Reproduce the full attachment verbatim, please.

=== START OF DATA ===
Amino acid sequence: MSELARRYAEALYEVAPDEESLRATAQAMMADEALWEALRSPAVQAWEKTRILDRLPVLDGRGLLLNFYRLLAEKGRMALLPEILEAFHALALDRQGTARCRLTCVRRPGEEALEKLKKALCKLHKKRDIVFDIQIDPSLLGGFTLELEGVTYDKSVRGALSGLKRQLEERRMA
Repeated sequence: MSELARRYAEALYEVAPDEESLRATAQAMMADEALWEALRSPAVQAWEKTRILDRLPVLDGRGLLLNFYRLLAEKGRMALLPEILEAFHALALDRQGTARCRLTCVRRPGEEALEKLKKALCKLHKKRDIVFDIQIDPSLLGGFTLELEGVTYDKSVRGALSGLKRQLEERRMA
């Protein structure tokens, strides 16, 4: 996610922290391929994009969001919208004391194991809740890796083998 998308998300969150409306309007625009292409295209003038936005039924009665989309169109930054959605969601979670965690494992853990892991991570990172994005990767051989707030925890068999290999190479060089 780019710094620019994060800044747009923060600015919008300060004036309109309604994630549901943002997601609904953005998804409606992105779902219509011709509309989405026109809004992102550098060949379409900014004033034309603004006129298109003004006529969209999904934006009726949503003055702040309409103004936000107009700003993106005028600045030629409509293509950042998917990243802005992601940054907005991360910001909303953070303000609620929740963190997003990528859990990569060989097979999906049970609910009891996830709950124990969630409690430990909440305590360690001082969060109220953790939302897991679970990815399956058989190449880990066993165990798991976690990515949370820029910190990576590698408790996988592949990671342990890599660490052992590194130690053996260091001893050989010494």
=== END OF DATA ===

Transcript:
Amino acid sequence: MSELARRYAEALYEVAPDEESLRATAQAMMADEALWEALRSPAVQAWEKTRILDRLPVLDGRGLLLNFYRLLAEKGRMALLPEILEAFHALALDRQGTARCRLTCVRRPGEEALEKLKKALCKLHKKRDIVFDIQIDPSLLGGFTLELEGVTYDKSVRGALSGLKRQLEERRMA
Repeated sequence: MSELARRYAEALYEVAPDEESLRATAQAMMADEALWEALRSPAVQAWEKTRILDRLPVLDGRGLLLNFYRLLAEKGRMALLPEILEAFHALALDRQGTARCRLTCVRRPGEEALEKLKKALCKLHKKRDIVFDIQIDPSLLGGFTLELEGVTYDKSVRGALSGLKRQLEERRMA
């Protein structure tokens, strides 16, 4: 996610922290391929994009969001919208004391194991809740890796083998 998308998300969150409306309007625009292409295209003038936005039924009665989309169109930054959605969601979670965690494992853990892991991570990172994005990767051989707030925890068999290999190479060089 780019710094620019994060800044747009923060600015919008300060004036309109309604994630549901943002997601609904953005998804409606992105779902219509011709509309989405026109809004992102550098060949379409900014004033034309603004006129298109003004006529969209999904934006009726949503003055702040309409103004936000107009700003993106005028600045030629409509293509950042998917990243802005992601940054907005991360910001909303953070303000609620929740963190997003990528859990990569060989097979999906049970609910009891996830709950124990969630409690430990909440305590360690001082969060109220953790939302897991679970990815399956058989190449880990066993165990798991976690990515949370820029910190990576590698408790996988592949990671342990890599660490052992590194130690053996260091001893050989010494």